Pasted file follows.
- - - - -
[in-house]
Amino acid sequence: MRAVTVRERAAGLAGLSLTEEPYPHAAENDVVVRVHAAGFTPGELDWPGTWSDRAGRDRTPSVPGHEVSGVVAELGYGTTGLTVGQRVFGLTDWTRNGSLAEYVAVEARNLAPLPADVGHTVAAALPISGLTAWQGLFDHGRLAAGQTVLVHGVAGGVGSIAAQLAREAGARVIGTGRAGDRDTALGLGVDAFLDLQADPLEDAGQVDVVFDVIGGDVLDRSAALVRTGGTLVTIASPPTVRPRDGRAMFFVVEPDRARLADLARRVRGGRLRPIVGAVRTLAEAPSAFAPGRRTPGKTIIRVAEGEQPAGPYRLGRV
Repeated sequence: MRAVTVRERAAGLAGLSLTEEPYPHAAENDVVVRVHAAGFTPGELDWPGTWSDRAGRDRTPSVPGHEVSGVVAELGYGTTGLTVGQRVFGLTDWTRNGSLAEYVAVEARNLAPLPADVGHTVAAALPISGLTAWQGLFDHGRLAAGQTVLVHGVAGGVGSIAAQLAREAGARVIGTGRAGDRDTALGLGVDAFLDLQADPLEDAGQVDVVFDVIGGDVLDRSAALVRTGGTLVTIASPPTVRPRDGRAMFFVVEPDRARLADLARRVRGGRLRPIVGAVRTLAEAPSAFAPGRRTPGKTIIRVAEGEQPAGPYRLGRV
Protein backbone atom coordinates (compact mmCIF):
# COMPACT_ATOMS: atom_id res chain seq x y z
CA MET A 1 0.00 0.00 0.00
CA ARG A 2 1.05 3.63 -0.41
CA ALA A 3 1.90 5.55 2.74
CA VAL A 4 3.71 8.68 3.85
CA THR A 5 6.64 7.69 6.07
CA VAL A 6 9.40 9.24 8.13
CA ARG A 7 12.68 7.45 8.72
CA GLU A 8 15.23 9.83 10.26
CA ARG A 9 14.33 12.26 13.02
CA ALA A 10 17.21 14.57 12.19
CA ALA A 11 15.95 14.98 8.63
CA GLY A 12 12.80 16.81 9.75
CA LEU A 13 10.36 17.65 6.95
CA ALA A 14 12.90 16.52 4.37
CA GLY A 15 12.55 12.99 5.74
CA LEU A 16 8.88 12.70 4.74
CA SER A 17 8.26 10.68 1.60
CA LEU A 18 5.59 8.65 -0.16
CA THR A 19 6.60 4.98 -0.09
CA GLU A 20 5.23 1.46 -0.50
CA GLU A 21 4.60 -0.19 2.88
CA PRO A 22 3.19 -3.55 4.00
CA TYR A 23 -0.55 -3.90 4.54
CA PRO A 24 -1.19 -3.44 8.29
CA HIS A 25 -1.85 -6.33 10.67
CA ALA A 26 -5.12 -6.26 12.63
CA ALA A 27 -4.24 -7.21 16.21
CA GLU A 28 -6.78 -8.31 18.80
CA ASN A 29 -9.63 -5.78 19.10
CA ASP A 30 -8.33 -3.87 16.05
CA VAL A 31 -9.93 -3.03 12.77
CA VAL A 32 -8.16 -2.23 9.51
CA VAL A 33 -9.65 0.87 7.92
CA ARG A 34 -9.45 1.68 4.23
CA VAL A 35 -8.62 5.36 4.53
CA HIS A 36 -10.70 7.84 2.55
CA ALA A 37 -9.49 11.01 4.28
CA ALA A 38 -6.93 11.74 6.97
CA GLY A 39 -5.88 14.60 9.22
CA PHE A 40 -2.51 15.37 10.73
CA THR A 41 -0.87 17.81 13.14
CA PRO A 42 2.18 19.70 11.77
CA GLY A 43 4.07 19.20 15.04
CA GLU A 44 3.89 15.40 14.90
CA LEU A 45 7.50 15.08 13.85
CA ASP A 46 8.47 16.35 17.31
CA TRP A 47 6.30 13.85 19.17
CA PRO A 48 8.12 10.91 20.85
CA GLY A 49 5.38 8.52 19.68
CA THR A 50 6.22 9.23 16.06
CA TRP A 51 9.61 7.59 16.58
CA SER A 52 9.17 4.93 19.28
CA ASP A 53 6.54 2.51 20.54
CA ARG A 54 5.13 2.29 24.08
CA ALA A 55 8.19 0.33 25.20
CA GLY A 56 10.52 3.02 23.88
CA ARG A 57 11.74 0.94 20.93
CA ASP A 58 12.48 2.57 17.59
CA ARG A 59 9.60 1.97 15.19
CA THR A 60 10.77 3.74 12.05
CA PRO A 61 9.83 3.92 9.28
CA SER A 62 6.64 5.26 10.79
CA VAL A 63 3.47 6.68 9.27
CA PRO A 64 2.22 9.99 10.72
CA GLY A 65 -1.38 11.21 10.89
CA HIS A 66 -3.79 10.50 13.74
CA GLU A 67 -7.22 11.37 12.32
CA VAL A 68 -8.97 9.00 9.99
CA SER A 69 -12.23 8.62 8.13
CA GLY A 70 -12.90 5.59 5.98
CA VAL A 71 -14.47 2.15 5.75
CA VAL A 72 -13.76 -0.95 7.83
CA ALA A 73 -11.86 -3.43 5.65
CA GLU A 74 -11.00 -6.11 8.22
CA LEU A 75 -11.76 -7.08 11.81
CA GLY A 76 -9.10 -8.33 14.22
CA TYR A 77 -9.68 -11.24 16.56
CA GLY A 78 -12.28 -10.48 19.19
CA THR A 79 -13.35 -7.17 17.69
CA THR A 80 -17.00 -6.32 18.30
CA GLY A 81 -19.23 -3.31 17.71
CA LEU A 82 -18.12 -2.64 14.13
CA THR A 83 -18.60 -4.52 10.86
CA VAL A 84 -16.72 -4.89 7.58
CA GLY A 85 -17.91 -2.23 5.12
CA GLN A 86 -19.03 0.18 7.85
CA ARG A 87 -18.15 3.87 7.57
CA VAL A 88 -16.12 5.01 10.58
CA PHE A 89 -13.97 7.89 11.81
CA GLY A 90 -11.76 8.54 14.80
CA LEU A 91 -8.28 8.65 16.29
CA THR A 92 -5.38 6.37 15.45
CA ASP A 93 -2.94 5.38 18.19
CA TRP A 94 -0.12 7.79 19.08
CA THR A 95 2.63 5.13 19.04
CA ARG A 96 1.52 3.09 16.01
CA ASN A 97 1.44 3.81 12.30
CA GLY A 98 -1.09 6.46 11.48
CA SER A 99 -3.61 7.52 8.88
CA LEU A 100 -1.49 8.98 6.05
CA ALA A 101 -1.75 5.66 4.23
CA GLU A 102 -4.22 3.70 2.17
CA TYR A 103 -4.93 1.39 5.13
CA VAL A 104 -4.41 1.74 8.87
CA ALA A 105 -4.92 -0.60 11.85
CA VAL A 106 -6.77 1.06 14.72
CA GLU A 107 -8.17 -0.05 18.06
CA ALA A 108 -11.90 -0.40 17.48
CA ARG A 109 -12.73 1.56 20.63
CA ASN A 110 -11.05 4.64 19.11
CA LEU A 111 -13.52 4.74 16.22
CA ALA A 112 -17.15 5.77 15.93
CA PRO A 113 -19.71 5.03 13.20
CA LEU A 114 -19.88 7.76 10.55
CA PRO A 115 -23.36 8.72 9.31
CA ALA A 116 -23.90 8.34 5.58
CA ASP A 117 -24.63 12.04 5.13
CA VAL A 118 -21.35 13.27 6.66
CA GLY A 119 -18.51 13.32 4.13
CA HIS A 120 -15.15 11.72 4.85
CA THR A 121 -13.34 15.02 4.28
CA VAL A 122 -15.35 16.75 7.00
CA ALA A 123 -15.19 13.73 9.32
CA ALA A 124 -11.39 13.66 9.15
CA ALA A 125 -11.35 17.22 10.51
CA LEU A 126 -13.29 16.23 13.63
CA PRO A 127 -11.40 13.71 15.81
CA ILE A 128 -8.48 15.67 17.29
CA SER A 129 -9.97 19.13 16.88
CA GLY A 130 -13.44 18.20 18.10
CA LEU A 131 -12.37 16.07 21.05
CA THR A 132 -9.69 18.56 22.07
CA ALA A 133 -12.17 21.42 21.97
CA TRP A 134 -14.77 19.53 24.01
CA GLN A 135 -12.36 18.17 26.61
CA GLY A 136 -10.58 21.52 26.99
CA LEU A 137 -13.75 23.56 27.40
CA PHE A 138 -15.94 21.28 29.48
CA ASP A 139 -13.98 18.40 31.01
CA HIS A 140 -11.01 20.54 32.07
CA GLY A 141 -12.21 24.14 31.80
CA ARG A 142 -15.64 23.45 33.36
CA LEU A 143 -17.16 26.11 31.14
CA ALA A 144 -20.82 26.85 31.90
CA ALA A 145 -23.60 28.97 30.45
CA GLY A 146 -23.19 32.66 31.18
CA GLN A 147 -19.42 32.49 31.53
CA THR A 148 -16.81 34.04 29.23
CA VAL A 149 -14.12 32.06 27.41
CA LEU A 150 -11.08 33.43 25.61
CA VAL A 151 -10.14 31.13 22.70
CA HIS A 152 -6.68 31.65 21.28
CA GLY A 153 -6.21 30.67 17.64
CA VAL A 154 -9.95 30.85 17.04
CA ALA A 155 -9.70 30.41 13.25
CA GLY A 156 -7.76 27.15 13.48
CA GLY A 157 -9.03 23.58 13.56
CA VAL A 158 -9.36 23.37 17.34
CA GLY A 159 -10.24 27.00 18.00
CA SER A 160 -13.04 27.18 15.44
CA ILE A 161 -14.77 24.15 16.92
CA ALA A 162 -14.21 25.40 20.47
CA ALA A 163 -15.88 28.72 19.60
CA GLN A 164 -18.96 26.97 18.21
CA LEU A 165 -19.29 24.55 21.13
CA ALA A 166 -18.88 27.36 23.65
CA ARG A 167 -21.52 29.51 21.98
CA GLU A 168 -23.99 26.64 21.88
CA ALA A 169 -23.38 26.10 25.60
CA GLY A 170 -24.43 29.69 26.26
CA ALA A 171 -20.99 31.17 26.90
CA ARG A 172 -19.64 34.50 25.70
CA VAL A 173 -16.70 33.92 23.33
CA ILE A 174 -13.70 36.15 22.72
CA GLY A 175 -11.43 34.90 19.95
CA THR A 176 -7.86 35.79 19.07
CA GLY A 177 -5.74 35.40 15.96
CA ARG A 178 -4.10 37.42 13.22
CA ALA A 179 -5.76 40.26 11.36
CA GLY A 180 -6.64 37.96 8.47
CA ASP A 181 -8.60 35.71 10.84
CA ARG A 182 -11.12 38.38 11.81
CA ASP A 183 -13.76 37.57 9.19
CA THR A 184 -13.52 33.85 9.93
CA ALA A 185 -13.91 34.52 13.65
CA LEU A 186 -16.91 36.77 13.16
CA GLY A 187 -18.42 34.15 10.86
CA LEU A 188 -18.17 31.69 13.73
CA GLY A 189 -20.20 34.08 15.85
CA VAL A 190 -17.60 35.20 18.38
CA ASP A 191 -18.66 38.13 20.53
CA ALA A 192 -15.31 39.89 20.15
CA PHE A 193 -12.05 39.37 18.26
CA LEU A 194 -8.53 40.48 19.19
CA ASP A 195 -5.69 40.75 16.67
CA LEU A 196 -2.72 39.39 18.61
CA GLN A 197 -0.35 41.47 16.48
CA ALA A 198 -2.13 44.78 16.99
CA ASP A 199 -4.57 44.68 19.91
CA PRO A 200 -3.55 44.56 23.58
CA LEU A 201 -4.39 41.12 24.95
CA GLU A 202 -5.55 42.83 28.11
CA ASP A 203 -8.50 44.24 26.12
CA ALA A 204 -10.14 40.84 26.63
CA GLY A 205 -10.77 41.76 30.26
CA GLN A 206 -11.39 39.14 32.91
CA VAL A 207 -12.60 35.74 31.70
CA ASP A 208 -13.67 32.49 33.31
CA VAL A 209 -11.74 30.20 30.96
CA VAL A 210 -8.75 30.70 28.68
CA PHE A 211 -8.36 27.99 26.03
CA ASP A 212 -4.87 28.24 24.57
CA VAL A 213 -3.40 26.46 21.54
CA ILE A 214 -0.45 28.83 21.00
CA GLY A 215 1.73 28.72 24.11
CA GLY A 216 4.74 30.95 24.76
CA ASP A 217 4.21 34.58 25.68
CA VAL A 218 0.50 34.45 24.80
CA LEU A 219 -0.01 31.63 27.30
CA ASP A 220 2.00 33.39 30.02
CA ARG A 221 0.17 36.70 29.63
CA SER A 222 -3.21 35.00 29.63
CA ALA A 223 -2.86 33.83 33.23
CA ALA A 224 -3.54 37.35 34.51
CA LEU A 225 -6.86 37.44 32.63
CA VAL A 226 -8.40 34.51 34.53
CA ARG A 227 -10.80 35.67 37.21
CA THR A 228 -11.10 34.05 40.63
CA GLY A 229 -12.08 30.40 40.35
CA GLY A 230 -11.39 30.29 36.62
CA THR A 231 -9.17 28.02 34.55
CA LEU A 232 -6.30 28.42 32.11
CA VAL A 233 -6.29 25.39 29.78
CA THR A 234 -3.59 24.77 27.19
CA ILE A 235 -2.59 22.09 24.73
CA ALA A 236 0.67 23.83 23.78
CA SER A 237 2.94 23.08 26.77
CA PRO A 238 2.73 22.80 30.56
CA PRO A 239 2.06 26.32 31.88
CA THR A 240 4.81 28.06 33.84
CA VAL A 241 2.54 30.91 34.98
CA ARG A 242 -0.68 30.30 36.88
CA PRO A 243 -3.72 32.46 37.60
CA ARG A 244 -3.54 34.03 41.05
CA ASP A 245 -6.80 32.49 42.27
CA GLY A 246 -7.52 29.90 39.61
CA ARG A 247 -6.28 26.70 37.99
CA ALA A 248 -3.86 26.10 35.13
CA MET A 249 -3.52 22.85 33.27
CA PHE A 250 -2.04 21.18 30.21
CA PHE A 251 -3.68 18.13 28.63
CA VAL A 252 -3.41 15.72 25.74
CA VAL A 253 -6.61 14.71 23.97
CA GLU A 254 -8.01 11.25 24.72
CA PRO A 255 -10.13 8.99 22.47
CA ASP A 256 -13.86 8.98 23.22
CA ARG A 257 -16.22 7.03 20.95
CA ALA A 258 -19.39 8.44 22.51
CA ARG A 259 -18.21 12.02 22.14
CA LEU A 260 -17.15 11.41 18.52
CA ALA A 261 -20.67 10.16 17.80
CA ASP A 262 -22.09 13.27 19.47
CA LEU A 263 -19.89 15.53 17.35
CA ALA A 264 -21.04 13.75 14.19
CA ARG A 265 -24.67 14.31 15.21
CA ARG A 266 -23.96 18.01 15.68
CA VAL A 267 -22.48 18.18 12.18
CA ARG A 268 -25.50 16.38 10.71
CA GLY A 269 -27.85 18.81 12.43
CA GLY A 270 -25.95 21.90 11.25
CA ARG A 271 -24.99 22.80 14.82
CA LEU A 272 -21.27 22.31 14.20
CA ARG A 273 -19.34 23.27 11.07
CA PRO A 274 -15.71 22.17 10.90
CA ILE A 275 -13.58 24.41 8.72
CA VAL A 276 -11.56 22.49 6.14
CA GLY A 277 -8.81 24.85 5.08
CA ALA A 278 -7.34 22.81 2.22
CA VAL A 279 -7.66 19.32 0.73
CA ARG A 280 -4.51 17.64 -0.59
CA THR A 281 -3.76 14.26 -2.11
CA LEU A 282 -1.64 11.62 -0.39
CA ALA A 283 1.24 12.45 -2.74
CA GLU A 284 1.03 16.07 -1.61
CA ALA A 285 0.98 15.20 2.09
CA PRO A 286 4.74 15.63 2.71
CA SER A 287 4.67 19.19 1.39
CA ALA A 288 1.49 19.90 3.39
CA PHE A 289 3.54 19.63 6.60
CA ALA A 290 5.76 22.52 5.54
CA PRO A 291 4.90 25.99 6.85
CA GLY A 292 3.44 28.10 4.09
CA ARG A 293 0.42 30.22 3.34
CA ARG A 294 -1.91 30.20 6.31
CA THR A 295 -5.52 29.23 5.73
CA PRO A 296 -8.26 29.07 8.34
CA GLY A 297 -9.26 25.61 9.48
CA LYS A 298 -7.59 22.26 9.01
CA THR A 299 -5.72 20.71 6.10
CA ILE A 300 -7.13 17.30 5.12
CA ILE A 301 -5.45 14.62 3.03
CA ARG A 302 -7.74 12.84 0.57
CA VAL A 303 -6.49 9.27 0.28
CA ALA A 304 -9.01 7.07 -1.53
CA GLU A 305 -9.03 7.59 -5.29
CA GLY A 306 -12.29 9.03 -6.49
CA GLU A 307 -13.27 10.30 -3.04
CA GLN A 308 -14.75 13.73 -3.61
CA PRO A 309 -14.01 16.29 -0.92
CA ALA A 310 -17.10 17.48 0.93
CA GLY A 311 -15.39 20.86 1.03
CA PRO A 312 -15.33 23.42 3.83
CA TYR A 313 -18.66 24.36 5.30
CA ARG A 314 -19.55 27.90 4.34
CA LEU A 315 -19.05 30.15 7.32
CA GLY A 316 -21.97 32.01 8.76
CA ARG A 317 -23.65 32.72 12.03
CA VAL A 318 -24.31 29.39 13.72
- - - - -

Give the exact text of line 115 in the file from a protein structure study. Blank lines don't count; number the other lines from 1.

CA ASN A 110 -11.05 4.64 19.11